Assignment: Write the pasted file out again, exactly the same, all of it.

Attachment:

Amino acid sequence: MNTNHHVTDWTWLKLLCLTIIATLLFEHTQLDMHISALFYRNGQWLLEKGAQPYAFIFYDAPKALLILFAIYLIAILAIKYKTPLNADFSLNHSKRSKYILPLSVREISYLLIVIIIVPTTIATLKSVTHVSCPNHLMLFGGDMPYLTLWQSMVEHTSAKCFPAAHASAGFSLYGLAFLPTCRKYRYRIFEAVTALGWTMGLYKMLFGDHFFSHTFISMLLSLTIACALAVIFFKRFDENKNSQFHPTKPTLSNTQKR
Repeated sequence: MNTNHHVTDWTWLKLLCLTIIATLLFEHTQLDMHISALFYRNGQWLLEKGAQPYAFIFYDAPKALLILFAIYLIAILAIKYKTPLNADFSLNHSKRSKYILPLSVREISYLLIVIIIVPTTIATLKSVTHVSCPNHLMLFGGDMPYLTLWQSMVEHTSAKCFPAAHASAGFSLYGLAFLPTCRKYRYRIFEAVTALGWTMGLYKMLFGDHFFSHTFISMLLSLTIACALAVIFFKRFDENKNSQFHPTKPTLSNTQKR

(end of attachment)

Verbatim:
Amino acid sequence: MNTNHHVTDWTWLKLLCLTIIATLLFEHTQLDMHISALFYRNGQWLLEKGAQPYAFIFYDAPKALLILFAIYLIAILAIKYKTPLNADFSLNHSKRSKYILPLSVREISYLLIVIIIVPTTIATLKSVTHVSCPNHLMLFGGDMPYLTLWQSMVEHTSAKCFPAAHASAGFSLYGLAFLPTCRKYRYRIFEAVTALGWTMGLYKMLFGDHFFSHTFISMLLSLTIACALAVIFFKRFDENKNSQFHPTKPTLSNTQKR
Repeated sequence: MNTNHHVTDWTWLKLLCLTIIATLLFEHTQLDMHISALFYRNGQWLLEKGAQPYAFIFYDAPKALLILFAIYLIAILAIKYKTPLNADFSLNHSKRSKYILPLSVREISYLLIVIIIVPTTIATLKSVTHVSCPNHLMLFGGDMPYLTLWQSMVEHTSAKCFPAAHASAGFSLYGLAFLPTCRKYRYRIFEAVTALGWTMGLYKMLFGDHFFSHTFISMLLSLTIACALAVIFFKRFDENKNSQFHPTKPTLSNTQKR